I have decided that I desperately need to procure an anteater, maybe even two.
They look easy to keep. I can certainly provide a place for them to sleep. I can water them, brush them as that coat of theirs looks like it could do with a nice brushing. They seem docile enough. Surely that little mouth of theirs isn’t filled with fierce teeth and I bet they wouldn’t scratch the furniture like the two knot heads, aka our cats of which my husband so lovingly refers, who happen to call our house home and who scratch with a relentless zeal—hence why I sit on tattered rags. . .digressing.
I bet I can even provide said anteater with a smorgasbord of delectable foods.
An endless and amble supply!!

In fact my yard is full of their food!

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(one of hundreds of ant mounds hiding just on the surface of the South / Julie Cook / 2014)

There have been three recent incidents which have lead me to the desire of the procurement of said anteater–all of which have been of the Alfred Hitchcock variety. . .or more of the Rod Serling Twilight Zone variety. . .or perhaps more like a B grade horror flick. . .or maybe just all three rolled into one.

The latest “episode” transpired earlier this week.
It was late and I was ready to call it a day.
I was just getting into the shower when I looked back noticing Percy (aka one of the knot heads that I dearly love) staring intently at my shirt, the one I had dropped on the closet floor as I was preparing for my shower, intending to take it to the laundry room once I finished washing up.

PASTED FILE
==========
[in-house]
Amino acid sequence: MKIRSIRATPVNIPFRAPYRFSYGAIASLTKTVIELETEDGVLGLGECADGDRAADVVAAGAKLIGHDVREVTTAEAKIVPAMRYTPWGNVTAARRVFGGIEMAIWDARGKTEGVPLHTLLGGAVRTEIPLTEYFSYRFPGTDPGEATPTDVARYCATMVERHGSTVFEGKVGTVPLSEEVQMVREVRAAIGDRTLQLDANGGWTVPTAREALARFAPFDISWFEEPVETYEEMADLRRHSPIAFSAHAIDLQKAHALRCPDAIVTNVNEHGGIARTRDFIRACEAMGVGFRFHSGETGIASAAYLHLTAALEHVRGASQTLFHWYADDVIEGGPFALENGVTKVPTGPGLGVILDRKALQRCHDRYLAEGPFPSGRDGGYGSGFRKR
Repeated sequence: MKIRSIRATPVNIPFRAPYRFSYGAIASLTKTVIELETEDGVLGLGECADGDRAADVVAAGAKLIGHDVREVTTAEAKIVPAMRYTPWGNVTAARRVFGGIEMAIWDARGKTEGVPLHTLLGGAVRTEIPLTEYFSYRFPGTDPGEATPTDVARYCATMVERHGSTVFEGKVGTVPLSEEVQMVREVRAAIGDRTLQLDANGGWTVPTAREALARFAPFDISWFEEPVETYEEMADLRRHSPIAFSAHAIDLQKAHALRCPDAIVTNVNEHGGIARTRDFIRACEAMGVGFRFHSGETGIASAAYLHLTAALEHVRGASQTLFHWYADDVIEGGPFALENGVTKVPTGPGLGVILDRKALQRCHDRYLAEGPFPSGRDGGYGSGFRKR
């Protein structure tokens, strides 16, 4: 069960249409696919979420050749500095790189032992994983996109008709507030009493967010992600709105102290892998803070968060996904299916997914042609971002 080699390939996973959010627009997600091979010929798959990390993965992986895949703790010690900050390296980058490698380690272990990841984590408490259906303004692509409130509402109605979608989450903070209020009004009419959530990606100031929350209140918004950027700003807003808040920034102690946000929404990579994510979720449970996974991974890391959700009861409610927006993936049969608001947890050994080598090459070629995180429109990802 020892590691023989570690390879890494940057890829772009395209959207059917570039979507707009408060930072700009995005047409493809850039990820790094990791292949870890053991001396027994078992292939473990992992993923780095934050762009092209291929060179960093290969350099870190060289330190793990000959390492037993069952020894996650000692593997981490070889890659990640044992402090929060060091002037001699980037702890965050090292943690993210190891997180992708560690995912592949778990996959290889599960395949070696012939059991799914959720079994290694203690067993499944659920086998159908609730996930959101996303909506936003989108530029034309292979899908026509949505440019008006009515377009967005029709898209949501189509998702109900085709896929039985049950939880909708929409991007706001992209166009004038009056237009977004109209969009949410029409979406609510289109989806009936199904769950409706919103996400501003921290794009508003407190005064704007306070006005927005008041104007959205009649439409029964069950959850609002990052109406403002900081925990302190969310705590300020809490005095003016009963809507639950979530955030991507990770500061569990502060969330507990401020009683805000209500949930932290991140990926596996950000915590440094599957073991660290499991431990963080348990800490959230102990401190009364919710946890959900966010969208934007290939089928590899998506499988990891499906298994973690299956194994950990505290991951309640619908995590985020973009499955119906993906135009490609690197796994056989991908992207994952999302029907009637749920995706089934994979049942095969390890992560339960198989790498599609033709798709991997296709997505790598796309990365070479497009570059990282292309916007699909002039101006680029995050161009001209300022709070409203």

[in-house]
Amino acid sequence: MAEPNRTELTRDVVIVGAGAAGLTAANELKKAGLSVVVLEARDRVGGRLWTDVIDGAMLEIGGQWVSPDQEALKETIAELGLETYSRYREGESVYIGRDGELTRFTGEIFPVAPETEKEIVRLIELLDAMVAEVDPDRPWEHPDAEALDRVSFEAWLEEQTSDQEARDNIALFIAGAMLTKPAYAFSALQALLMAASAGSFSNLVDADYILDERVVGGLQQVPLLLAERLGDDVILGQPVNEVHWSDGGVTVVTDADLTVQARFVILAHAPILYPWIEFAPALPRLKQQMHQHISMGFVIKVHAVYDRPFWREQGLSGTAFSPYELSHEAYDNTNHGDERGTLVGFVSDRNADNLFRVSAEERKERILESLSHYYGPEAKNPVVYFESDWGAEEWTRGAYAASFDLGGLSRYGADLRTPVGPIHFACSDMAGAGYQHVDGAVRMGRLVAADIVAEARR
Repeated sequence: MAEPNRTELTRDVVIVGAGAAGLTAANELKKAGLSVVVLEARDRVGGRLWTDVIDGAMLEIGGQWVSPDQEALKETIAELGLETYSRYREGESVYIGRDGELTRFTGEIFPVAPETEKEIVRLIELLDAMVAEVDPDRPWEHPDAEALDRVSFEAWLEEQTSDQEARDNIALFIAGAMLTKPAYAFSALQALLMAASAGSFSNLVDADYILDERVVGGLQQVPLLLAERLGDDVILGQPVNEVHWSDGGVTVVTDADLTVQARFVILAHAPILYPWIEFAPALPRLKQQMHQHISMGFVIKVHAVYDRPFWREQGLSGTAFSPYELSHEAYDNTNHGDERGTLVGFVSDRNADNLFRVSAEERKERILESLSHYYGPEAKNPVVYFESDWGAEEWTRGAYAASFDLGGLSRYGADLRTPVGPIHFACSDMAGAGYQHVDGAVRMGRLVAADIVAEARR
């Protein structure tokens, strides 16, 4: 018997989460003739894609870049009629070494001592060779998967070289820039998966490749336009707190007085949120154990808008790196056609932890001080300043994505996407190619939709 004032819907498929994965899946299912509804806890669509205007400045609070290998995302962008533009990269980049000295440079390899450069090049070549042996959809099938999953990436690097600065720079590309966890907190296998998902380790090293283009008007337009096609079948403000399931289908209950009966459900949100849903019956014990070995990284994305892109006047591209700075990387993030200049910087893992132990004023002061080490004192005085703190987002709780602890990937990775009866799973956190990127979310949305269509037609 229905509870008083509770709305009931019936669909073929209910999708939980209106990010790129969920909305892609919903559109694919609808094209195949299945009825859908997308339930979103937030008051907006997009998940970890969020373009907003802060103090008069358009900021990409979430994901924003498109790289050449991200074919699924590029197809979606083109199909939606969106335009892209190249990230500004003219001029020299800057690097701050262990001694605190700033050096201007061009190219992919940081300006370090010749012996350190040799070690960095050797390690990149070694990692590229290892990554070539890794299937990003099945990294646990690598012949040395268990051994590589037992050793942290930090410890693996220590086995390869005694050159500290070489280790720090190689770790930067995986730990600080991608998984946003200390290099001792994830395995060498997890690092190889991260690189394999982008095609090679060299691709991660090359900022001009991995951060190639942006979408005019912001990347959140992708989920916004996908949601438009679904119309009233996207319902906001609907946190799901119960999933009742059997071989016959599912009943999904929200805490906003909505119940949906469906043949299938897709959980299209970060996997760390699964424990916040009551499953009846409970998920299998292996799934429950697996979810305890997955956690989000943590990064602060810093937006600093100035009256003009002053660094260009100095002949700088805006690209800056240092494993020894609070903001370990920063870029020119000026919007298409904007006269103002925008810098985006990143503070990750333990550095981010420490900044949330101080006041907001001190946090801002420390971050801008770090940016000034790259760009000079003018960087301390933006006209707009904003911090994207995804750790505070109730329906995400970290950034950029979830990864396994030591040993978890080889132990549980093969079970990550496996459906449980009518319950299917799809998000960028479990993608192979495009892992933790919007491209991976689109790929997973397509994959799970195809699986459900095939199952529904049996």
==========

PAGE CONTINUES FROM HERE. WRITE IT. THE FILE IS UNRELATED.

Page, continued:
Now mind you I was currently naked as a jaybird, as that is how I prefer to shower–plus I had removed my glasses as I also prefer to shower with naked eyes. As Percy wouldn’t stop staring at my shirt, I hesitated shutting the shower door, preferring to lean outward just a tad to get a better look at my discarded shirt.
Why was it appearing to twinkle or vibrate or move in place?
Hummmmm.
With the water running, I step out of the shower to inspect this odd phenomenon. Even without my glasses I can immediately figure out as to why my shirt is “moving”
AAAGGGGGHHHHHHHH!!!!!!
I run screaming from the closet and bathroom, yes, still naked as a jaybird, shower door wide open as the water is still running. And please, don’t let your mind go there as it is not a pretty sight.
My poor husband, who had fallen asleep in his favorite chair watching the late night news, jumps from his chair as if he had just been catapulted heavenward.

“ANTS ARE IN THE CLOSET!! GET THE POISON!!”
This as I make a mad dash in search of poison.
“Why aren’t you wearing any clothes?
My confused, tired and bleary eyed husband asks in great annoyance.